The government has put itself under an obligation to supply rupees whenever sovereigns are tendered, and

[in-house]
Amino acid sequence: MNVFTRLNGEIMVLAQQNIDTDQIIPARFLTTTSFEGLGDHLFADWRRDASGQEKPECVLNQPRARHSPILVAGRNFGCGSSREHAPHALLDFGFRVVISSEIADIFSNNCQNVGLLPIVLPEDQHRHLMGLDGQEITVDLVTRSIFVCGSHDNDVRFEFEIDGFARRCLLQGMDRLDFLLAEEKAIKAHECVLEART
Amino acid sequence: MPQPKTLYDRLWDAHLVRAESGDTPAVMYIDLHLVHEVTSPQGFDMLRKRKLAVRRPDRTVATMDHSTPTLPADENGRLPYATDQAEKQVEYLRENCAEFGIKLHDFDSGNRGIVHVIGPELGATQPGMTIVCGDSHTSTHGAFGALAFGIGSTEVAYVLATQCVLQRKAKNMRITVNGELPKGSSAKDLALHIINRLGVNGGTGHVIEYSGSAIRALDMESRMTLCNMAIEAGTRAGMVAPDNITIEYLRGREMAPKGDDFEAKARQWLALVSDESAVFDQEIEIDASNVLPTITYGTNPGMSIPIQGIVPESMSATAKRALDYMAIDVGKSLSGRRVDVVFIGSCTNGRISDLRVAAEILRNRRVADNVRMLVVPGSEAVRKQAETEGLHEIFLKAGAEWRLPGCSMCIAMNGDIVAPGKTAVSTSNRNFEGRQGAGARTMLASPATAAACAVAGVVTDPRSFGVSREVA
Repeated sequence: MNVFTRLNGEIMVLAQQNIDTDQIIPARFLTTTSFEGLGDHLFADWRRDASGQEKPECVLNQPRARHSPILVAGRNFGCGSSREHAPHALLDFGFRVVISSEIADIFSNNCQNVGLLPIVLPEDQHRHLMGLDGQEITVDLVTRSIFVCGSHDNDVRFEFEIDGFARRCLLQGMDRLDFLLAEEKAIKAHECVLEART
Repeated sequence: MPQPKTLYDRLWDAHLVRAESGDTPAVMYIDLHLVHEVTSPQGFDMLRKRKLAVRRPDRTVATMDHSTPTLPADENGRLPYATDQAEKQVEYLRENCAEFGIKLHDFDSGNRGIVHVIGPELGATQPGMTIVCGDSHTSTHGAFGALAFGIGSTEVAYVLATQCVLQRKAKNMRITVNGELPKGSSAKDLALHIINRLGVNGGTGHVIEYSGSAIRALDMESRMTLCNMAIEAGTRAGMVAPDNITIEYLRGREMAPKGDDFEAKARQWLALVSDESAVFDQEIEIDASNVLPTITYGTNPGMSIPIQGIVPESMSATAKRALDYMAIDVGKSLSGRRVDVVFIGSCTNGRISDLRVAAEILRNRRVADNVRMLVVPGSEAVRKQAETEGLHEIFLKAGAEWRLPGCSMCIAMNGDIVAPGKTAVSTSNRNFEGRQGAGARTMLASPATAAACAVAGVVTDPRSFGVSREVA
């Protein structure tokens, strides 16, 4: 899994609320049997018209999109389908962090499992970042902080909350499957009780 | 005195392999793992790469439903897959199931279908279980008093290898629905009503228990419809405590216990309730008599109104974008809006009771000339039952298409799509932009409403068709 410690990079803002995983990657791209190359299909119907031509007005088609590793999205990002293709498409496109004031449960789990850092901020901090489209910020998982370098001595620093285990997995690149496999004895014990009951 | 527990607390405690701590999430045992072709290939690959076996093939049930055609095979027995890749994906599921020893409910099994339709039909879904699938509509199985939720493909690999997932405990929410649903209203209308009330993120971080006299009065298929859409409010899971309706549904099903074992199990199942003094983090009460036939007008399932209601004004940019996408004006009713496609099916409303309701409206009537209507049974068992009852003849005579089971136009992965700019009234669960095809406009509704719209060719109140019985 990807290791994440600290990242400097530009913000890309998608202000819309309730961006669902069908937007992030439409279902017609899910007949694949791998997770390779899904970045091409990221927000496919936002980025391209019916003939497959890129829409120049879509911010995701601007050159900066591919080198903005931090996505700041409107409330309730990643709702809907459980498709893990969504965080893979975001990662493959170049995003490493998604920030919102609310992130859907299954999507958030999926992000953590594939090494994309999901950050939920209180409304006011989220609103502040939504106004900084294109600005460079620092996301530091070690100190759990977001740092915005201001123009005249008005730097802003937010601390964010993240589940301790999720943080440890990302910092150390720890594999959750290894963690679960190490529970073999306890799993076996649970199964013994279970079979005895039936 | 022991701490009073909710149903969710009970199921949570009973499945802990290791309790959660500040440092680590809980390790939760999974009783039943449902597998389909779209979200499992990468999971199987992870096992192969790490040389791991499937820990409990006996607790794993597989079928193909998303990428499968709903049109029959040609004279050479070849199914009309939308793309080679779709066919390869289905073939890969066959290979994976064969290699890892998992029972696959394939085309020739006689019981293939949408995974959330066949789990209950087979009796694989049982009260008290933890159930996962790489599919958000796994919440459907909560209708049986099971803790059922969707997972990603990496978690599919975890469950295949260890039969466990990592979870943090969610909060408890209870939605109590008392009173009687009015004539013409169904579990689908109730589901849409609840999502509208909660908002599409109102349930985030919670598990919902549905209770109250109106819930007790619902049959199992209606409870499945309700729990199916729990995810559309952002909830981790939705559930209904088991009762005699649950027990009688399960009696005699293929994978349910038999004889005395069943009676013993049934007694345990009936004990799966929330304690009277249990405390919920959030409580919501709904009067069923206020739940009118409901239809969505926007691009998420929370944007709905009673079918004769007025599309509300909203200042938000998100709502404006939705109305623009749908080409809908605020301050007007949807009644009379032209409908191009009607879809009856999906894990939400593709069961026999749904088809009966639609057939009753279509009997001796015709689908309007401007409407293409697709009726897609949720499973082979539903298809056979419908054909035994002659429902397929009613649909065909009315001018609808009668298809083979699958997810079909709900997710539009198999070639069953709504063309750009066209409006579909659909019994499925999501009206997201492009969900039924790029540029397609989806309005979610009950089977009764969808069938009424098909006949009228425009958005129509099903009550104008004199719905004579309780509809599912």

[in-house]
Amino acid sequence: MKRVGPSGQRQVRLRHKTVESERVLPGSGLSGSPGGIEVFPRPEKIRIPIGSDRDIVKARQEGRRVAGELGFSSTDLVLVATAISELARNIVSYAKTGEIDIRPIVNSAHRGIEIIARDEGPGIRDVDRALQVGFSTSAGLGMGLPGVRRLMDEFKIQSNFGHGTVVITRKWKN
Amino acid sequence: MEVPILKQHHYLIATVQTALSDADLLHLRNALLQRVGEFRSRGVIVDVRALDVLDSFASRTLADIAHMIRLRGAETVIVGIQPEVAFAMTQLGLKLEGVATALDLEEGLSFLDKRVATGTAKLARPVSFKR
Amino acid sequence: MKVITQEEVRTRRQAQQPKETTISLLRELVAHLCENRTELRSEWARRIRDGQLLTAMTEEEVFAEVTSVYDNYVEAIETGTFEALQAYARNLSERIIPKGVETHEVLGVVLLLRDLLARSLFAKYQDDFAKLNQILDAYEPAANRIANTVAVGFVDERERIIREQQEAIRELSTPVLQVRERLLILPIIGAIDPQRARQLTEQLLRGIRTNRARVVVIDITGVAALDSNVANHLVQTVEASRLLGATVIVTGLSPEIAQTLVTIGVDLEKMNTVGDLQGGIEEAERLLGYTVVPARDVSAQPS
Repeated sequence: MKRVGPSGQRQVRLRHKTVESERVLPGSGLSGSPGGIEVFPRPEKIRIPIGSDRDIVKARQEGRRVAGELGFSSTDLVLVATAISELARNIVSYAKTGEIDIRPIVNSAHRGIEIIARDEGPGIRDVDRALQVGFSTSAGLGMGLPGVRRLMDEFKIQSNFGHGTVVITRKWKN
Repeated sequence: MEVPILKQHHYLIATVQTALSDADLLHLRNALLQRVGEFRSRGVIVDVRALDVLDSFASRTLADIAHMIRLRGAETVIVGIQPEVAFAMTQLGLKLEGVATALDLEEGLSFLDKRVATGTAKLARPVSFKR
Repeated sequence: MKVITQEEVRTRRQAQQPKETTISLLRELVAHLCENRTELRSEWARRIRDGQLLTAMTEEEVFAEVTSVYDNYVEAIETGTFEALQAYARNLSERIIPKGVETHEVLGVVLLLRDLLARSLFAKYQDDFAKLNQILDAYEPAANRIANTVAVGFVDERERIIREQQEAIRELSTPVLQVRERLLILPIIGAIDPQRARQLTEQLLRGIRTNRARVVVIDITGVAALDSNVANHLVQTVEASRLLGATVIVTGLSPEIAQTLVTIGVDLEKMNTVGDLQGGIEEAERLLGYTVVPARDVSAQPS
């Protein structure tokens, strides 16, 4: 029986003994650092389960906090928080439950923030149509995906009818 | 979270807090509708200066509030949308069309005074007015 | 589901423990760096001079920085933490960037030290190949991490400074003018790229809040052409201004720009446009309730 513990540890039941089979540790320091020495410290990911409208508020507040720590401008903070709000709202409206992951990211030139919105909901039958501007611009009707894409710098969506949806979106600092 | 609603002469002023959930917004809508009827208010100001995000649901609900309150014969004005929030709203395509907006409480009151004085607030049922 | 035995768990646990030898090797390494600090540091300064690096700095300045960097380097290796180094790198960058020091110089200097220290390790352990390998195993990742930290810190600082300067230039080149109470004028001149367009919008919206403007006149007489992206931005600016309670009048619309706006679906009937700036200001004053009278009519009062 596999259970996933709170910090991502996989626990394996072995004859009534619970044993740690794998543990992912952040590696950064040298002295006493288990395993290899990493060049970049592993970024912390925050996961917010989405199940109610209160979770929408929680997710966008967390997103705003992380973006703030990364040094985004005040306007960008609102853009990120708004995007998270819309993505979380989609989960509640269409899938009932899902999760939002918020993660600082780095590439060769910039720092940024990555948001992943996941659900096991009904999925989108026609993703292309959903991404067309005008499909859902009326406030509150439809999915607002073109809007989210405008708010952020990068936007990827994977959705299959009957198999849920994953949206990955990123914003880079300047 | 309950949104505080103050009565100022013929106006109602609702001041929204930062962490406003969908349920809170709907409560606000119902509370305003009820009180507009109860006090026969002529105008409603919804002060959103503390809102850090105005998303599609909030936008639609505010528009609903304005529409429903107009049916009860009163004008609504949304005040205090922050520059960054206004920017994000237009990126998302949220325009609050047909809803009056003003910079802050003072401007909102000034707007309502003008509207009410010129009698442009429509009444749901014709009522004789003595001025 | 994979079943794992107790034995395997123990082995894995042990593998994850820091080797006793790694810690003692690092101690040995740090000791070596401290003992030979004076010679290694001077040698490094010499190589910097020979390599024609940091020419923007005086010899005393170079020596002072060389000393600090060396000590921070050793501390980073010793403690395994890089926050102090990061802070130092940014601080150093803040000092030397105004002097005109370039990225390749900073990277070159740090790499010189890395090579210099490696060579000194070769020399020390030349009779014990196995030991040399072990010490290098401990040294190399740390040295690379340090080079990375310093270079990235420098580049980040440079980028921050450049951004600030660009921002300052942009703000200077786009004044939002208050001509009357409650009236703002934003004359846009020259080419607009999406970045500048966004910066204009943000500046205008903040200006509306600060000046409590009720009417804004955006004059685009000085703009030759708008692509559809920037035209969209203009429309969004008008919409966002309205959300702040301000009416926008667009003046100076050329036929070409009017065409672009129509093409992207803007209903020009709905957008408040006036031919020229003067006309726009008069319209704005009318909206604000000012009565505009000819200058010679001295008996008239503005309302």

In the first place, it sells exchange, save in exceptional circumstances, in one direction only. It will be seen from the table given above that the London Balances fell to a low level in 1908, the Secretary of State making free use of them to aid him in supporting exchange during the critical months of that year. By the law of England the legal tenders are gold and silver coin (the last for small amounts only), and Bank of England notes. Accordingly, the other bankers of London, having perfect confidence in the Bank of England, get that bank to keep their reserve for them. If a proper machinery is set up for lending these out in India, I anticipate some appreciable relief to the Bank Rate at the season of greatest stringency. By irresistible tradition the English Government was obliged to deposit its money in the money market and to deposit with this particular Bank. And in this theory there is doubtless much truth, though it can only be applied in practice after a number of limitations and with a number of deductions of which the older school of political economists did not take enough notice.

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